By Mitch Diamond and Robert A. Pollard
“The courthouse is the symbol of the presence and power of the Commonwealth of Virginia in Loudoun County … It was the state that could execute you, imprison you or take your property—all of that was done in that building. It was under Virginia’s Constitution and the state laws it authorized that race was defined and segregation was mandated … Justice, under state authority, was meted out—in unequal fashion—in that courthouse to the black and white citizens of Loudoun County.”
In its nearly three century history, the Courthouse has been the center of life in our County—witness not only to acts of honor and bravery, justice and freedom, but also to acts of tyranny, injustice, humiliation and suffering.
The Courthouse represents the long path from the promise of “All Men Are Created Equal” in the Declaration of Independence read from its steps, to the delay of that promise through brutal acts of enslavement and punishment, to the horrors of a Civil War that pitted brother against brother, to the incomplete work of Reconstruction, to the restrictions and entanglements of Jim Crow segregation, and finally, to events and actions moving us step by step toward the long overdue fulfillment of the Declaration’s promise of equal justice for all.
The quote above by Virginia historian James Hershman, and the words that follow, is the prologue to the Loudoun County Heritage Commission’s new report on the history of the Loudoun County Courthouse and Courthouse grounds. The report’s 82 illustrated pages illuminate moments in our history from its earliest days under British rule through to the modern era with a special focus on the history of slavery and civil rights through stories and vignettes of specific residents and local events which mirror the history of race relations in Virginia and across our nation.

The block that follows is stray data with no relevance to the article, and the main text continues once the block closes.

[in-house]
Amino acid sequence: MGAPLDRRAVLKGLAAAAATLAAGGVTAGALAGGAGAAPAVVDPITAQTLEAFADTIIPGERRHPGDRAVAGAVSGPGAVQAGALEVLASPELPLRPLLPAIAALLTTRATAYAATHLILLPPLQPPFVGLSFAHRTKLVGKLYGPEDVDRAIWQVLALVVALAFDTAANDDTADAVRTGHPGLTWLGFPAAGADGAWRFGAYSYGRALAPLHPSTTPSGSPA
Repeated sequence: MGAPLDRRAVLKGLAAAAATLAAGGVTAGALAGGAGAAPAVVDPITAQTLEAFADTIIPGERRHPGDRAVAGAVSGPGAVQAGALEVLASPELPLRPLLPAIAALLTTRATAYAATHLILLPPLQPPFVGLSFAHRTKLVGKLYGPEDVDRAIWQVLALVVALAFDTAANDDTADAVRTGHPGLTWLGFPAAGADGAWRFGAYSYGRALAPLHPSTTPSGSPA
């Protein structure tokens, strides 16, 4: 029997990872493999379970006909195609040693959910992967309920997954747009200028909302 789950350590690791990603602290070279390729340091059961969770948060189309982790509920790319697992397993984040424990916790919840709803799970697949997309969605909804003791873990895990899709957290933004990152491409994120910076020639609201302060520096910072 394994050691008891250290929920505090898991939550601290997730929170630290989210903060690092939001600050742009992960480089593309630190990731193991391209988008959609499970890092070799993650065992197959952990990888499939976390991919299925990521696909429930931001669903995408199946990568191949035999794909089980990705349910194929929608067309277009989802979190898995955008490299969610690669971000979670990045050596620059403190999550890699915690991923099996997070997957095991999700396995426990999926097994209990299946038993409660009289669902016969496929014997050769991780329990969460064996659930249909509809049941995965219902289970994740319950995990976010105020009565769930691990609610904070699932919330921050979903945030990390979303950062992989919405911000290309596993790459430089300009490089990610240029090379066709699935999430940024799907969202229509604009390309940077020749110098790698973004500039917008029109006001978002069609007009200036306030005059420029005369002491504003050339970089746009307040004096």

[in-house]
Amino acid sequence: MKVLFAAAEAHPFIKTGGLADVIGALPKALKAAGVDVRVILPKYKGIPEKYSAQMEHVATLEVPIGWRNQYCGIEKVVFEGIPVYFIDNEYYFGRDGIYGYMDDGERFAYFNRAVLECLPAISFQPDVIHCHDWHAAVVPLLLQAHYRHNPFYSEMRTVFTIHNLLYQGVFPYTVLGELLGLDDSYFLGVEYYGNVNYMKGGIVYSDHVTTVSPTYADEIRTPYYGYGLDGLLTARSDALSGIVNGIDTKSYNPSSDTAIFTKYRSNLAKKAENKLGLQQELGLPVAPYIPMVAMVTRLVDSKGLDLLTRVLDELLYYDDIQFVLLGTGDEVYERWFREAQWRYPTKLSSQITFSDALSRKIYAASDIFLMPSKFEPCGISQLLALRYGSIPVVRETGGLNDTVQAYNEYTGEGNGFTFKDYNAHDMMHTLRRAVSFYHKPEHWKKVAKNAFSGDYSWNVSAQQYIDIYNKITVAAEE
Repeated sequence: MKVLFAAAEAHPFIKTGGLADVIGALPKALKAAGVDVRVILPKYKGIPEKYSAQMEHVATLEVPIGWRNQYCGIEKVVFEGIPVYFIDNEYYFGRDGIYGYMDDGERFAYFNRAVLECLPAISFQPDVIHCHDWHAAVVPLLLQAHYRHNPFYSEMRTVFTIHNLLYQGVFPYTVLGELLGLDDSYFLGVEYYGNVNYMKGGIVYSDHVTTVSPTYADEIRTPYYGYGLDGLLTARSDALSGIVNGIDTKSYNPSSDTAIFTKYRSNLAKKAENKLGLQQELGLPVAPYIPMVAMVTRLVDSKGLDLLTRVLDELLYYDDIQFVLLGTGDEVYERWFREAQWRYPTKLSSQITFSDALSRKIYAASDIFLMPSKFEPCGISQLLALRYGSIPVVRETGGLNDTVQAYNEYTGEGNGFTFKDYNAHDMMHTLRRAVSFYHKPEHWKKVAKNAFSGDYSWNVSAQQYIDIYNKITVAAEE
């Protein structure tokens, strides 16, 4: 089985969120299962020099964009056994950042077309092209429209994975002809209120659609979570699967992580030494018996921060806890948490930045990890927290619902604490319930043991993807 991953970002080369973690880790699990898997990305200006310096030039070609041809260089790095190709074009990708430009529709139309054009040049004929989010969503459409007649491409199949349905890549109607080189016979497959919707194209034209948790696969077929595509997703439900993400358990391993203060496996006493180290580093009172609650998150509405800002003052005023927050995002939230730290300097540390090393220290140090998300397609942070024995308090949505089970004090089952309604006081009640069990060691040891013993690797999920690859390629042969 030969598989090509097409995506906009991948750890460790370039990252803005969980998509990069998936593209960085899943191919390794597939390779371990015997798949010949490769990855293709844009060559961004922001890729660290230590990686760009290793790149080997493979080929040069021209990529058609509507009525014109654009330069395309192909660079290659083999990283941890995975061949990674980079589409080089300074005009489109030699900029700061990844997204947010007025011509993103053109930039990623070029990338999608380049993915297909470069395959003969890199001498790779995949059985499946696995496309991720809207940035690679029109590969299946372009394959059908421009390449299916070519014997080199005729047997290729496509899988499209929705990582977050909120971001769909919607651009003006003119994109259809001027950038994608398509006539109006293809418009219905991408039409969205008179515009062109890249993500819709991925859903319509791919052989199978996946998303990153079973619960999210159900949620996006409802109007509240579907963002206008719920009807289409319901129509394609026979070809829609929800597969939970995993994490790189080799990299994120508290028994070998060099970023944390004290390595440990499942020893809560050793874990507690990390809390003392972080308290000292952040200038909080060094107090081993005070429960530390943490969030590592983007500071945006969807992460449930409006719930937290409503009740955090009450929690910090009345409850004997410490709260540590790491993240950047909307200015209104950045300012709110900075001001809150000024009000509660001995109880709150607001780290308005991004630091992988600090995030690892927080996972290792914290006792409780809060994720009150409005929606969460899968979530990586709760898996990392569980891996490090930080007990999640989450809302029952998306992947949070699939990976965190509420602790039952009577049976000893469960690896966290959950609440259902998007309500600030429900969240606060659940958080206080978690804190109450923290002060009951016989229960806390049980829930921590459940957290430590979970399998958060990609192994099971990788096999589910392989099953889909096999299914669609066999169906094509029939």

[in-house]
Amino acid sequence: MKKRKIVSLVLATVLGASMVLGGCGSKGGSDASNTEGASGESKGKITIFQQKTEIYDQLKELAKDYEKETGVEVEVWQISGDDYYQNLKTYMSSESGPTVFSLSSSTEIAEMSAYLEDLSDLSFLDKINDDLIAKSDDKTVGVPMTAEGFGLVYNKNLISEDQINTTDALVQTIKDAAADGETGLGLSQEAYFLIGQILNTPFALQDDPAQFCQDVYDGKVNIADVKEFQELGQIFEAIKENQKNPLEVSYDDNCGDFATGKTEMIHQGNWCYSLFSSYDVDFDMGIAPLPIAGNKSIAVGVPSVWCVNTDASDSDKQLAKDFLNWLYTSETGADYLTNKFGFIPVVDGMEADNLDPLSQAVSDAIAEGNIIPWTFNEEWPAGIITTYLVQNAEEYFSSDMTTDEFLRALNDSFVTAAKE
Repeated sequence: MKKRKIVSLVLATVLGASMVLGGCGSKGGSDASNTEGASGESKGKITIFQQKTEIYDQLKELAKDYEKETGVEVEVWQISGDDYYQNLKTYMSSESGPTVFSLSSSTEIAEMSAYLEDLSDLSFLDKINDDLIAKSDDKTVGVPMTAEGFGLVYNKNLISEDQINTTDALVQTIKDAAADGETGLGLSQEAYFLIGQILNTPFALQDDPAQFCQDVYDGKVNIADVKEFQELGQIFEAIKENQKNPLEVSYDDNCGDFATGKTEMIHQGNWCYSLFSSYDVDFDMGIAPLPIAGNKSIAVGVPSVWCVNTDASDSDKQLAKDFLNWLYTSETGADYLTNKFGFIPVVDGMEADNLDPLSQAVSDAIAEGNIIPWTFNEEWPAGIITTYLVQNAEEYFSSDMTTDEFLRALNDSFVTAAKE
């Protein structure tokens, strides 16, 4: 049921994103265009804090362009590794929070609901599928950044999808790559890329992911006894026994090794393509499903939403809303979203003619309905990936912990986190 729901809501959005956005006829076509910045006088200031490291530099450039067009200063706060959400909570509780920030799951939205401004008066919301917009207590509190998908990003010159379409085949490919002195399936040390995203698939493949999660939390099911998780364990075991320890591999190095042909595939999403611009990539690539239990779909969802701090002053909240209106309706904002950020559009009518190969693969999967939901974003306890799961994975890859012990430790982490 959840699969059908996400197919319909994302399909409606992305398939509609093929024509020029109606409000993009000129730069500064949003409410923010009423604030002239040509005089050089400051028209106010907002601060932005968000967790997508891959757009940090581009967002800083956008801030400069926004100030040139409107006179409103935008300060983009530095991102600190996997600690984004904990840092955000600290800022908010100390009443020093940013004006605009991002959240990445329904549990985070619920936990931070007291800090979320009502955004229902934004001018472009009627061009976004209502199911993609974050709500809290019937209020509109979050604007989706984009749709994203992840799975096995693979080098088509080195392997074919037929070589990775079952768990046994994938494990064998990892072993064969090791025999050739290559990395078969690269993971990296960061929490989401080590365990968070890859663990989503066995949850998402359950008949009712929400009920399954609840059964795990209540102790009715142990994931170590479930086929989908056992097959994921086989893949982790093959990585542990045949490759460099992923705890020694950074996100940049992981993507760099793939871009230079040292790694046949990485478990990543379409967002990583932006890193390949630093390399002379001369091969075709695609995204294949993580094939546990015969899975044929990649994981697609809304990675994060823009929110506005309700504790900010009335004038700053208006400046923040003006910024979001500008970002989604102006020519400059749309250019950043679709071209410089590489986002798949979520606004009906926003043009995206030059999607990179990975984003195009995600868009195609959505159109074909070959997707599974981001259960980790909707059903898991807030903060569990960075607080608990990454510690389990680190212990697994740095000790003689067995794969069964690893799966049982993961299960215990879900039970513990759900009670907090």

As the report describes, Loudoun has a complex racial history. Even during the time of brutal and widespread enslavement, including slaves bought, sold and punished on the courthouse grounds, some residents of Loudoun actively worked to aid enslaved persons to escape. Local African Americans and white residents served bravely in the Union army and navy. Loudoun County saw efforts to expel our free black residents to Africa and the adoption of terrible Jim Crow laws and segregation. But it also witnessed the organization of the local African-American community to open schools and fight for their rights. A civil rights case of national significance was argued here. And finally, Loudoun saw the dismantling of segregation in the ‘60s and the emergence into our modern era.
Our Courthouse played a central role in much of this history.
In 1768, under British rule, the very first public executions in Loudoun County were of three African American enslaved persons.
In 1776, as the bells rang out, the Declaration of Independence was read from the Courthouse steps to the gathered people. But enslaved people were bought, sold and punished on the same Courthouse grounds for many decades to come.